The role of inflammation and microglial activation in the pathophysiology of psychiatric disorders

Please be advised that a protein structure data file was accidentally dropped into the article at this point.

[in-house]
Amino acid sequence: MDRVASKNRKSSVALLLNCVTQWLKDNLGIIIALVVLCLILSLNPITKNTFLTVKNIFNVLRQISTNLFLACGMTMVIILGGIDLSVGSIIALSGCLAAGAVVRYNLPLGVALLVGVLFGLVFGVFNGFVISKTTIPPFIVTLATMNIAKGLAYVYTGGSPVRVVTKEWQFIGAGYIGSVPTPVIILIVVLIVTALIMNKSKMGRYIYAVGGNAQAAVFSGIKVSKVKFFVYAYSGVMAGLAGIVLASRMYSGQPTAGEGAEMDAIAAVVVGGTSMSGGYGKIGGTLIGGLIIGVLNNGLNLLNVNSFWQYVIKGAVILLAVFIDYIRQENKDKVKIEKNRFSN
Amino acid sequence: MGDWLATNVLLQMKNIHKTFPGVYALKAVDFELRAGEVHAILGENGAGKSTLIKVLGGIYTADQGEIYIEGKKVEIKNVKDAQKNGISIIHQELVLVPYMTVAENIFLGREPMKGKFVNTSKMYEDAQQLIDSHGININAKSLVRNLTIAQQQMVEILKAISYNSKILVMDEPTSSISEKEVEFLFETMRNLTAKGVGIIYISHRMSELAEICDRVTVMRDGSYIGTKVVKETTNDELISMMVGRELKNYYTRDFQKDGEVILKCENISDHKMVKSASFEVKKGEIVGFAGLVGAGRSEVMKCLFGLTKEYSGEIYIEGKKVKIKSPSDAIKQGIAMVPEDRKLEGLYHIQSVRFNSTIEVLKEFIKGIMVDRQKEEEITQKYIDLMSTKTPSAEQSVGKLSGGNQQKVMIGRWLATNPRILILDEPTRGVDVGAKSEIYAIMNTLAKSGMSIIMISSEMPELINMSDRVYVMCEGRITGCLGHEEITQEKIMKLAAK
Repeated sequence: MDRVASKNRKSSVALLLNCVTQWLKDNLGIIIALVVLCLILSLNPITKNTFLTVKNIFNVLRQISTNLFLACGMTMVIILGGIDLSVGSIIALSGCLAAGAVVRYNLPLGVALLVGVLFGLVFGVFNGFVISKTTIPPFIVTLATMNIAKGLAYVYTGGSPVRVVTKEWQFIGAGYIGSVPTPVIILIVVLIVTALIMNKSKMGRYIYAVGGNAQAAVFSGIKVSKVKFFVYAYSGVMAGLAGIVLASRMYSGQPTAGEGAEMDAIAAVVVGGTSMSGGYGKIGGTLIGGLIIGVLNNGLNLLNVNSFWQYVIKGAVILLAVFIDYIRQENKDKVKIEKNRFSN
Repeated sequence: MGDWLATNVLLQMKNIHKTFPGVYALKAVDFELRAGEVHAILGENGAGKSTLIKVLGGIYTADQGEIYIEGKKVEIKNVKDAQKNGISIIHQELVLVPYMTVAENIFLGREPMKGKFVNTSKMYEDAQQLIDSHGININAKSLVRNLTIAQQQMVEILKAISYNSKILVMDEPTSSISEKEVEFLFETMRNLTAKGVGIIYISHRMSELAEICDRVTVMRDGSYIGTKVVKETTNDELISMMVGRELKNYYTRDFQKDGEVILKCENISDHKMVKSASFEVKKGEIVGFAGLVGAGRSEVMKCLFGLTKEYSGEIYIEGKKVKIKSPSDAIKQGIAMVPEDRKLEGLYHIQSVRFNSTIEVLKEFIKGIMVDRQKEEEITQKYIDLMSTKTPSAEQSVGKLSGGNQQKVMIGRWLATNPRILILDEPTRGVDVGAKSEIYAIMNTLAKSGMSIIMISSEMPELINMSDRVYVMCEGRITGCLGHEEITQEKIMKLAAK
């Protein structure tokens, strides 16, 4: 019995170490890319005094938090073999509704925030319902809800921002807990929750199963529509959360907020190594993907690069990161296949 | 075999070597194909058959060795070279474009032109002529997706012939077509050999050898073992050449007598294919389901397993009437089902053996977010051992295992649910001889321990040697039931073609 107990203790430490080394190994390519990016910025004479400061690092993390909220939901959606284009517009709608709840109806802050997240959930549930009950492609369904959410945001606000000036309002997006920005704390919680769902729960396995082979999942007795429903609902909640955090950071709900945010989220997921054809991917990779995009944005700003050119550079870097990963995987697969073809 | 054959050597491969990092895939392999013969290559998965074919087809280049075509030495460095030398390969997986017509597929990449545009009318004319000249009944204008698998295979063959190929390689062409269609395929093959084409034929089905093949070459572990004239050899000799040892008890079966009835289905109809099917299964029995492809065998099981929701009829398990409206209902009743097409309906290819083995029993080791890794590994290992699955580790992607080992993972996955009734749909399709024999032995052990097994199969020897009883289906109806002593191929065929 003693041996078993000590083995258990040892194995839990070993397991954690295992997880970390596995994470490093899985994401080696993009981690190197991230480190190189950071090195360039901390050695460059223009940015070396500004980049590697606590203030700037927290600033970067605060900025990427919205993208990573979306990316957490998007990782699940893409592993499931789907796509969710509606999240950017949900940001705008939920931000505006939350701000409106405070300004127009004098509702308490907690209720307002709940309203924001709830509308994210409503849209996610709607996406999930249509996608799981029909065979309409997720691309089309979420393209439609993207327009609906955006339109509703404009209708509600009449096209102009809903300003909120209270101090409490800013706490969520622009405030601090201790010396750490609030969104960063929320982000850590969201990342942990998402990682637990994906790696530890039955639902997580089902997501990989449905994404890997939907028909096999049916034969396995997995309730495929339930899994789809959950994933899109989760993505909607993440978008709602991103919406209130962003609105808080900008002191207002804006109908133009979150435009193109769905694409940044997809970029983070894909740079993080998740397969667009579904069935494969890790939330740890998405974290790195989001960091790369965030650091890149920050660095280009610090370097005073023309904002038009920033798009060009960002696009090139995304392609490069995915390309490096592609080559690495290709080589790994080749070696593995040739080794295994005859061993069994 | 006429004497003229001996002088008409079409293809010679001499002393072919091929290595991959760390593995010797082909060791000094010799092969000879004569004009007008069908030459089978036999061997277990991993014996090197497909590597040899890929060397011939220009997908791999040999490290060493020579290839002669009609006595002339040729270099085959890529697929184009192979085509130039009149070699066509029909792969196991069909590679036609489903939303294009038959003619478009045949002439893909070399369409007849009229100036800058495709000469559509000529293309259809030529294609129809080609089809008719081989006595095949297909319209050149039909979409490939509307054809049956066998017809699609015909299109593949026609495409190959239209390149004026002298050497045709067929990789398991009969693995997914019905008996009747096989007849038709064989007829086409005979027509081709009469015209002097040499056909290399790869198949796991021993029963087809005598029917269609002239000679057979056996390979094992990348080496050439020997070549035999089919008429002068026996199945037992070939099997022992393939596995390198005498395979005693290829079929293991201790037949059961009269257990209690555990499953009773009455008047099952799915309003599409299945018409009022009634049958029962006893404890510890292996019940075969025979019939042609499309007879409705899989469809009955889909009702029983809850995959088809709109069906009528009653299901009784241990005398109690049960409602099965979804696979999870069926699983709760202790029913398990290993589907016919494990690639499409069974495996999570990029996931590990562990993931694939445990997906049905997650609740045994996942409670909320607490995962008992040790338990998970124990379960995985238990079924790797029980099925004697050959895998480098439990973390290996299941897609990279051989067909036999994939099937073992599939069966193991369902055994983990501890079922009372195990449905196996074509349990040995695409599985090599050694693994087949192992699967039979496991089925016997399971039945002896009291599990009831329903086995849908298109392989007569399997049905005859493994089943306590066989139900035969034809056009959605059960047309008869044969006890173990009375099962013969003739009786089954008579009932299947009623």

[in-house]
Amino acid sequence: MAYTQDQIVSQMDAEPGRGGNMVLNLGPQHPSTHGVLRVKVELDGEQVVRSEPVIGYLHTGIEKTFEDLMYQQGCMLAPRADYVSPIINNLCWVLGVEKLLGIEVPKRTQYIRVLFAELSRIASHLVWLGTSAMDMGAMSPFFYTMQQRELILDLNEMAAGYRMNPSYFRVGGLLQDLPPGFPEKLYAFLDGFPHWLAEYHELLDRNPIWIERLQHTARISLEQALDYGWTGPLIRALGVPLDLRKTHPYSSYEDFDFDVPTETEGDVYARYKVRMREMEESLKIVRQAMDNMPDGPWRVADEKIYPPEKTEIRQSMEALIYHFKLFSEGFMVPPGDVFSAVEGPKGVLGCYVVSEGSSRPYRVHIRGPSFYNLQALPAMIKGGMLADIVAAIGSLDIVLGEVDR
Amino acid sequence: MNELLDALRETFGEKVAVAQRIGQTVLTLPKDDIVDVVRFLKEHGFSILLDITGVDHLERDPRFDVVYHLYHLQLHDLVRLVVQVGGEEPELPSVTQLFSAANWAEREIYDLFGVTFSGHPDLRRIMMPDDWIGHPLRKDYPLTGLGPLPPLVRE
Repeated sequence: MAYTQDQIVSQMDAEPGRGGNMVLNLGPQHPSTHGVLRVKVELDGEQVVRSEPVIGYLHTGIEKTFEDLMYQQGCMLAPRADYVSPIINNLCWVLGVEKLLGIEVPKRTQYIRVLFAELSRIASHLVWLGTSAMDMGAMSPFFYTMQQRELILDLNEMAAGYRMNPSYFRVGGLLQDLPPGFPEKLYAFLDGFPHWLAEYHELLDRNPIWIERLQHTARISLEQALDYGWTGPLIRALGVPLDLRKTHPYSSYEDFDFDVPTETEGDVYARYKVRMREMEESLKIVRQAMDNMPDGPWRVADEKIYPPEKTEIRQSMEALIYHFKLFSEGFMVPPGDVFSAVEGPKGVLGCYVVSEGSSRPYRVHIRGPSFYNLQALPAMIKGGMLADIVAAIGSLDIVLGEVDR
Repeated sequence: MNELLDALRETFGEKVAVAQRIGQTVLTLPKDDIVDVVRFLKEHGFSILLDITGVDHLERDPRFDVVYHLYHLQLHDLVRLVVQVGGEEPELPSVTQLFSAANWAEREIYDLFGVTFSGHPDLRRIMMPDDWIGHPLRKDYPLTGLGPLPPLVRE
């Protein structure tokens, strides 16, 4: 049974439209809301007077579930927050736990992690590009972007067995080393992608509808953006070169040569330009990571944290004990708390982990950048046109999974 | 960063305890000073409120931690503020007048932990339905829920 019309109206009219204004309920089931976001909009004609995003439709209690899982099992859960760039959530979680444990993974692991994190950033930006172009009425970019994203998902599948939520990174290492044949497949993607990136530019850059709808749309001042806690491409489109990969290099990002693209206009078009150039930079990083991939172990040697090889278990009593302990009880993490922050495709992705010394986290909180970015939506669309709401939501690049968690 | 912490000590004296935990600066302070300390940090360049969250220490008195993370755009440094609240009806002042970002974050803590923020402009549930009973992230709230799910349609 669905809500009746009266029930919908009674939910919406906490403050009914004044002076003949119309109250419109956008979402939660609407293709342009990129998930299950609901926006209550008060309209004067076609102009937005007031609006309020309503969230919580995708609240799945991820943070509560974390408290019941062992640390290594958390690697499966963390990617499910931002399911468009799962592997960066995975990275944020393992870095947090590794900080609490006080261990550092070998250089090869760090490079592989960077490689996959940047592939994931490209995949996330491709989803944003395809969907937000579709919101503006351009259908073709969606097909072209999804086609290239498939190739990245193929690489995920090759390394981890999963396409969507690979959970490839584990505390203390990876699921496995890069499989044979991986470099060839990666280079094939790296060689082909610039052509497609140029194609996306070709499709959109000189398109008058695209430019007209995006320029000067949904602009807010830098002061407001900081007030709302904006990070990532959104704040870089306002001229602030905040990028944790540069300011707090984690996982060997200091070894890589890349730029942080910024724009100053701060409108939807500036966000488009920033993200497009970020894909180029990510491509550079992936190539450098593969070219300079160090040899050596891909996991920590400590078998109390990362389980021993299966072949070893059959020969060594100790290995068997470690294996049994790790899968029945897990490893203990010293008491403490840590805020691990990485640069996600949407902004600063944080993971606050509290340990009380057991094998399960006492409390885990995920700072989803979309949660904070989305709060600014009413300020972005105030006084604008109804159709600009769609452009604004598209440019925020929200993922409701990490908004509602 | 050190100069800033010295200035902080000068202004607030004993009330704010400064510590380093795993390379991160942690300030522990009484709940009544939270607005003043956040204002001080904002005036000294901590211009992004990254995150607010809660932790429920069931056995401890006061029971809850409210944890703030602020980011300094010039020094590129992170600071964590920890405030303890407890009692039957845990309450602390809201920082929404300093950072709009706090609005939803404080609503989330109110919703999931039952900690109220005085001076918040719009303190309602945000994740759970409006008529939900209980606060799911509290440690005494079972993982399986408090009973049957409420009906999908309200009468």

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Psychiatric disorders, including major depressive disorder (MDD), bipolar disorder (BD) and schizophrenia, affect a significant percentage of the world population. These disorders are associated with educational difficulties, decreased productivity and reduced quality of life, but their underlying pathophysiological mechanisms are not fully elucidated. Recently, studies have suggested that psychiatric disorders could be considered as inflammatory disorders, even though the exact mechanisms underlying this association are not known. An increase in inflammatory response and oxidative stress may lead to inflammation, which in turn can stimulate microglia in the brain. Microglial activation is roused by the M1 phenotype, which is associated with an increase in interleukin-1β (IL-1β) and tumor necrosis factor-α (TNF-α). On the contrary, M2 phenotype is associated with a release of anti-inflammatory cytokines. Thus, it is possible that the inflammatory response from microglial activation can contribute to brain pathology, as well as influence treatment responses. This review will highlight the role of inflammation in the pathophysiology of psychiatric disorders, such as MDD, BD, schizophrenia, and autism. More specifically, the role of microglial activation and associated molecular cascades will also be discussed as a means by which these neuroinflammatory mechanisms take place, when appropriate.
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